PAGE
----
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The case for banks to digitally transform

By David Murphy, Managing Partner, Financial Services EMEA & APAC at digital consultancy Publicis Sapient 

With the exponential pace of change in financial services, the need for legacy banks to adopt digital transformation strategies is paramount. In the face of a difficult macro environment, new competition, shifting customer expectations and emergence of new technologies, banks can no longer rely on outdated practices.

Arguably the biggest factor driving digital transformation in legacy banks is increased competition. Over the past five years, a new breed of ‘challenger’ banks have emerged, focusing on delivering digital-only services and exceptional customer interactions. In the UK alone, there are currently more than 20 serious challenger banks including Monzo, Revolut and Starling Bank.

These newly created digital banks are resetting the standards for the industry as a whole and must not be underestimated. By relying on their tech, rather than their reputations, they share characteristics which incuments are struggling to replicate. These characteristics include being cloud-native from the offset, posessing fintech friendly architectures and open data models that adapt to new innovations quickly, a culture that promotes rapid customer-led proposition development and high levels of straight-through processing, enabling lean operations.

Tech-driven digital disruptors such as Monzo and Starling Bank have ultimately, won over customers with simple, low-fee, mobile-first products and services. And they aren’t standing still. They’ve continued to develop their offerings and products ever further, while traditional competitors scramble to catch up. What makes them feared, is their rapid appetite for market share especially with younger consumers, and the fact that they operate at dramatically lower costs which frees up more money to invest in growth.They are also in a position to implement new features in weeks, not months. The constant innovation from these ‘challengers’ keeps pushing the standards ahead, a struggle for incumbents who inevitably take time to build change momentum due to legacy capabilities and ways of working.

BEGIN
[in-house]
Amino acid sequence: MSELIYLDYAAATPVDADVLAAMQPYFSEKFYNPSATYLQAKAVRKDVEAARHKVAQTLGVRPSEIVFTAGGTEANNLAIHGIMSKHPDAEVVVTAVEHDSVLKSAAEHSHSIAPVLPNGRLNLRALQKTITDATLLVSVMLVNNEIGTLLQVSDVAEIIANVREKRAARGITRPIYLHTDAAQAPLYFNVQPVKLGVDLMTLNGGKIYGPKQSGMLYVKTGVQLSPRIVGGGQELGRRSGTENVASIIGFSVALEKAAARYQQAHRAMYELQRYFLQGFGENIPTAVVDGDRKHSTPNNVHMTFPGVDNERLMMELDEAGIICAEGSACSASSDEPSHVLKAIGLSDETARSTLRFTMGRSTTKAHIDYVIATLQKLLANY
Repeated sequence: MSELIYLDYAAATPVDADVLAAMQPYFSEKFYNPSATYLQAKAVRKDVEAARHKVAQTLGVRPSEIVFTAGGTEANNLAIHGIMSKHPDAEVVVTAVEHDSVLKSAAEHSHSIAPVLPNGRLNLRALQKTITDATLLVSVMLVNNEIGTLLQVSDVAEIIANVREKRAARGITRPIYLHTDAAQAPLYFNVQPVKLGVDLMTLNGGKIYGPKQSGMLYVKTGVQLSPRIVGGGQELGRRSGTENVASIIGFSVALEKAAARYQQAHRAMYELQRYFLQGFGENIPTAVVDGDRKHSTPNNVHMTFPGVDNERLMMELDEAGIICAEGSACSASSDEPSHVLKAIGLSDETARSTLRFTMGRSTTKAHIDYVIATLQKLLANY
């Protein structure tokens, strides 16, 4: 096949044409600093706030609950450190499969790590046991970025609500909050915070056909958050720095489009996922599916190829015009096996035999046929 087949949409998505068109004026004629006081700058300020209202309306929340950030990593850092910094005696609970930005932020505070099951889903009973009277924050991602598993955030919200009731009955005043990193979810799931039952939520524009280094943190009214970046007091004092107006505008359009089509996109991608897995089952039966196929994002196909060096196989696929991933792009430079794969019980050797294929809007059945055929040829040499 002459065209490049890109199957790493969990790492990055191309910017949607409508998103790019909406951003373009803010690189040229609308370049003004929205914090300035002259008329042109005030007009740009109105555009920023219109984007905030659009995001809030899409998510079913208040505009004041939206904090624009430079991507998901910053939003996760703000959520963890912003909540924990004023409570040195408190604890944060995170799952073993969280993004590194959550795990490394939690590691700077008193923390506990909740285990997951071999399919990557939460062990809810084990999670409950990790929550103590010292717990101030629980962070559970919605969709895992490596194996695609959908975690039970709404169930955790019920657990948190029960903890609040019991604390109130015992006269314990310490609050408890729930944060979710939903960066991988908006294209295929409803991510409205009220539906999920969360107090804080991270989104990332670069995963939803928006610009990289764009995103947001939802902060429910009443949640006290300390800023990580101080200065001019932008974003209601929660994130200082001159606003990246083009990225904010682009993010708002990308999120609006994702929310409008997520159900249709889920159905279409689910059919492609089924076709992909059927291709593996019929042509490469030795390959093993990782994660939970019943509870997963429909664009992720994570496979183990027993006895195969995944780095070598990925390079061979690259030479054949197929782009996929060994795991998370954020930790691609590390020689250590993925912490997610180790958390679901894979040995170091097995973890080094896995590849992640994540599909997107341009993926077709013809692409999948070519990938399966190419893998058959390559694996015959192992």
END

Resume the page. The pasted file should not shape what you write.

Despite criticism – or perhaps hope – that this new breed of banks would fade into obscurity as their mainstream competitors develop similar products, the digital disruptors have proven themselves to be here to stay. According to Which?, challenger bank Monzo has been ranked as the best bank in the UK with a customer rating of 86% (banks were rated out of a series of categories by real customers). Their ability to match up to some of the biggest and most established names in the business is a concern for many in the traditional banking sector.

The time for incumbents to close the gap is now. They must accelerate their pace of change or else risk falling even further behind.

So, with an abundance of legacy debt, how can large, established banks respond?

Three clear models of digital business transformation have developed and in order to transform, banks need to take a dual or three-pronged approach to implementation.


First, how to approach the evolution of core mindset and infrastructure to gradually transform the bank towards a more effective future model. This is the fundamental issue that holds back innovation and adoption of new ideas/practices in this sector. Banks must tackle this head on by taking a more structured approach to driving this incrementally;  by going back to their ethos and structure, investing in communication and training as well as developing a clear & comprehensible digitalisation plan, eliminating silos and developing robust strategies for employees to get behind. It’s also crucial to invest in modernising IT practices and applications such as the Cloud, with a strong focus on designing for Cloud rather than just migrating old processes and architectures into a new Cloud infrastructure. Banks must also move to a customer led model – both from an organisational and incentives perspective; Service design, customer journey-based models and tools can enable this.